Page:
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Chinese Solar Stymied By Approval Costs, Shi Yuzhu Argues

One of China’s wealthiest men has taken to Weibo (the Chinese version of Twitter) to complain about the exorbitant cost of obtaining approvals for large-scale solar power projects in the country.

Shi Yuzhu recently claimed on his personal Weibo account that for a 1-gigawatt solar project in China, the cost of purchasing official government approvals could run as high as 400 million yuan (approximately $64 million).

“This year construction capital for 1GW has been arranged… yet completion is very difficult because it’s too hard to obtain approvals,” wrote Shi on Weibo.

Shi further complained about the control of approvals by provincial authorities who all too frequently issue them to re-sellers instead of granting them directly to legitimate clean energy concerns.

“Approvals are allocated by local governments, the majority of which are given to those who have no money for construction or are sellers of the approvals. Those with capital and technology frequently are unable to obtain them, and must buy approvals (1GW requiring 400 million yuan),” wrote Shi.

Shi Yuzhu is one of China’s wealthiest men, ranked as the 32nd richest person in Mainland China and the 408th richest in the world according to the Hurun Report’s Global Rich List for 2014.

While Shi originally made his fortune in computer hardware and online gaming, he has since turned his attention to the more pressing issue of fostering the development of China’s clean energy sector.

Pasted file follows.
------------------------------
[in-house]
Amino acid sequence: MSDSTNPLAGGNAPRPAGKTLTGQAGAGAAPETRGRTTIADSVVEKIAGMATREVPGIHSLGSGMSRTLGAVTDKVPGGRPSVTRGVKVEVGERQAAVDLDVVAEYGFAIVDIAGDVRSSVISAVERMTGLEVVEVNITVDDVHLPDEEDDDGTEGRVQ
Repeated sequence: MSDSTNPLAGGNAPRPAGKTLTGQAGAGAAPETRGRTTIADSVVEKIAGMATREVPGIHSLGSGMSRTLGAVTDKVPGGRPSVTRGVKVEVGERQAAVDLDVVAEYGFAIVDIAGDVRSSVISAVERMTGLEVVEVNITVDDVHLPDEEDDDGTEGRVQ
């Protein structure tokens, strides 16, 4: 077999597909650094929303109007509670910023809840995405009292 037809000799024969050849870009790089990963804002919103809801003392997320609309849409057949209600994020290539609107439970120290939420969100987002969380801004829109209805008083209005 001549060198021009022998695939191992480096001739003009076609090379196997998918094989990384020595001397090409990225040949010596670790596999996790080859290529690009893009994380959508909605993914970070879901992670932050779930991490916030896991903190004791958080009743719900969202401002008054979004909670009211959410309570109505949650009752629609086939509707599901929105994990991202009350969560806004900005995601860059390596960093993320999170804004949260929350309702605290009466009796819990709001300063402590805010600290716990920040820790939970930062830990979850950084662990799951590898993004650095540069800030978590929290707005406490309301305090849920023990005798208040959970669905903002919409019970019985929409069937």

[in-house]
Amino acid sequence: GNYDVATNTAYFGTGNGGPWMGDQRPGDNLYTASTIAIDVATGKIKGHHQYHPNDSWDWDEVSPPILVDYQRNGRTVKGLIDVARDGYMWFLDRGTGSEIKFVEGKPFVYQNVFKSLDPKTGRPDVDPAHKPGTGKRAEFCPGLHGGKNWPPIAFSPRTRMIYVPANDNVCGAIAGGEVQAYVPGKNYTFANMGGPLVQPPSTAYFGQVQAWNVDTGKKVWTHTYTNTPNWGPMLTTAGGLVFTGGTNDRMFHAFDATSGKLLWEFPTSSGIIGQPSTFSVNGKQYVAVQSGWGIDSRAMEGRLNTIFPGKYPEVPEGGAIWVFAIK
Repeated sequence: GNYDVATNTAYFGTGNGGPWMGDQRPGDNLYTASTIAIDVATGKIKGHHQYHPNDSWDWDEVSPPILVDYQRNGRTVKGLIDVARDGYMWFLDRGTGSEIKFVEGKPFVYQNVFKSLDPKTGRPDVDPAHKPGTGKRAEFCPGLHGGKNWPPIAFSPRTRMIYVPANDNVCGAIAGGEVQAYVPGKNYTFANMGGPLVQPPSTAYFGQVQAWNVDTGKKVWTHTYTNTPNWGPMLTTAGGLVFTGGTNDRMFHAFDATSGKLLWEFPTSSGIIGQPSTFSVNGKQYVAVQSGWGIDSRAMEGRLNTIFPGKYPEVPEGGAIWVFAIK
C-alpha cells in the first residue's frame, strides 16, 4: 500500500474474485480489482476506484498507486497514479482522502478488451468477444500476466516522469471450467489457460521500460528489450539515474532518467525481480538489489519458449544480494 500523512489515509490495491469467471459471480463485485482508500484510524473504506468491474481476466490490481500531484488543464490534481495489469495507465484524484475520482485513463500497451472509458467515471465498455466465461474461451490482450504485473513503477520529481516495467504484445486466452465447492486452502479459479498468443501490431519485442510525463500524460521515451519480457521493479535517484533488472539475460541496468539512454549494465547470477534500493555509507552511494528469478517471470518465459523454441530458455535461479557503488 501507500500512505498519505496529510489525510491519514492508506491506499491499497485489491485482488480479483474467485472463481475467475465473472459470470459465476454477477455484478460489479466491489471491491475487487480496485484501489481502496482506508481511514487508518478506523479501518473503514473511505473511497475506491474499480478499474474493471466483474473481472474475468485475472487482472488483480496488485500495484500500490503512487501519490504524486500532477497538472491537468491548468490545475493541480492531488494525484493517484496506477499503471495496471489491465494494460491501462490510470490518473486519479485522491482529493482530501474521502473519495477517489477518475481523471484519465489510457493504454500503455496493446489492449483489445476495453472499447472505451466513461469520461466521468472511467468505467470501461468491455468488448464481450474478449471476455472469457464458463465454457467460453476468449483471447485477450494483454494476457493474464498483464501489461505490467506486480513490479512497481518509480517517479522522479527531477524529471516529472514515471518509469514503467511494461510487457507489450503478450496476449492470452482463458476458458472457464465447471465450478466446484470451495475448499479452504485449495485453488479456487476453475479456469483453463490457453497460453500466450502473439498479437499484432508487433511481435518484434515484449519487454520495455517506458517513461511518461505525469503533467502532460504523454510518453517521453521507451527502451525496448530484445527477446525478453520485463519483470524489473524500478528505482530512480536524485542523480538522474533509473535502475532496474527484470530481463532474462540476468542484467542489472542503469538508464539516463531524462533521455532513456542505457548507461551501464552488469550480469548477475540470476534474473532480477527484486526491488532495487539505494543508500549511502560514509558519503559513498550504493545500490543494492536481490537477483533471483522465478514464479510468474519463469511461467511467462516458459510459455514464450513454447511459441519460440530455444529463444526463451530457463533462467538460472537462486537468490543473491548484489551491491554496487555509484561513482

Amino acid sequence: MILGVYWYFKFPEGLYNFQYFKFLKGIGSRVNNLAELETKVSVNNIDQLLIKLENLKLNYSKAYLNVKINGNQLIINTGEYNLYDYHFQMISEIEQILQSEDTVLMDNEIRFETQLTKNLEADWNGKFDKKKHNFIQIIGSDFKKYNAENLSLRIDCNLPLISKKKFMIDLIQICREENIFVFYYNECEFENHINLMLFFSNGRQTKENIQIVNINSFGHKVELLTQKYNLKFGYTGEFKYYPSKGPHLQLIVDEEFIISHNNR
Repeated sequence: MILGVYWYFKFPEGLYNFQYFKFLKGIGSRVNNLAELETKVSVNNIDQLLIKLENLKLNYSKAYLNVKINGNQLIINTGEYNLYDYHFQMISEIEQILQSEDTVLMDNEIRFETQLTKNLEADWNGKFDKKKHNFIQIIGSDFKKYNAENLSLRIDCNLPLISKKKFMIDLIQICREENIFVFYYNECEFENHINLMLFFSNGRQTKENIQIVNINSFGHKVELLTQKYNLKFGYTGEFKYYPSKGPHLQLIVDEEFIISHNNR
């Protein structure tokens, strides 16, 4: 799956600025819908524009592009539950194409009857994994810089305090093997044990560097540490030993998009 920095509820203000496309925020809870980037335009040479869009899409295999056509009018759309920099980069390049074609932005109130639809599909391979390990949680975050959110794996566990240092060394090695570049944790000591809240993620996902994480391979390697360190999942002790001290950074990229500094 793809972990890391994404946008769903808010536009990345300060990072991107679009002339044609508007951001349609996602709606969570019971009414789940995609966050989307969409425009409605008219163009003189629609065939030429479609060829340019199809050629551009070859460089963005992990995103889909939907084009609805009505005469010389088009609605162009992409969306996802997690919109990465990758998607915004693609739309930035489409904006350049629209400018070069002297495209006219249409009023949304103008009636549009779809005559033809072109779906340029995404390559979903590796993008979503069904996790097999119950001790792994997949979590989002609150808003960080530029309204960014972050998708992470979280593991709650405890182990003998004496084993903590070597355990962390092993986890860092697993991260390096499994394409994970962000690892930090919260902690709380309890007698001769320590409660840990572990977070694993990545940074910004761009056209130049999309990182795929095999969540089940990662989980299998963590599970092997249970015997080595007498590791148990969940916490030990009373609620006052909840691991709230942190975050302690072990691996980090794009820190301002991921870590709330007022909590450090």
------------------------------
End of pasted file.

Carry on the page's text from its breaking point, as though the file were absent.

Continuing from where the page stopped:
Shi obviously believes he wields sufficient clout as one of China’s wealthiest men to shake up the approvals system by means of public, online censure, and has indicated his refusal to purchase approvals from re-sellers.

“Our companies in Inner Mongolia, Ningxia, Qinghai and Xinjiang have obtained very few approvals at present, but we are determined not to purchase them [from re-sellers.]”

The approvals to which Shi refers go by the name of “lutiao” in Chinese, and are documents issued by China’s province-level development and reform commissions that give the go-ahead to preliminary development work for solar power projects – chiefly in the form of a raft of feasibility studies and environmental impact reports.

Members of China’s renewable energy sector have long complained that the delegation of the issuance of approvals for solar power projects to province-level governments has created a situation in which the documents are widely traded between both state enterprise and private companies for a profit, instead of being used directly by recipients for their own investment projects.

China’s National Energy Administration sought to deal with the problem towards the end of the last year with the issuance of two government circulars on 13 October 2014 – “Resolutely Preventing Speculative Behavior Prior to the Start of the Operation of New Energy Projects” (坚决制止新建电源项目投产前的投机行为) and the “Prohibition on the Purchase and Sale of Project Documents and Related Rights and Interests” (禁止买卖项目备案文件及相关权益).

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Written By

is an Australian trade journalist and technical translator with a keen interest in trends and development in the global energy sector, and their ramifications for economic growth in the future. He spent most of the noughties as resident of the greater China region and is literate in both Mandarin and Classical Chinese. Marc’s avocational interests include distance running, French literature, economic history, European board games, and submission grappling.


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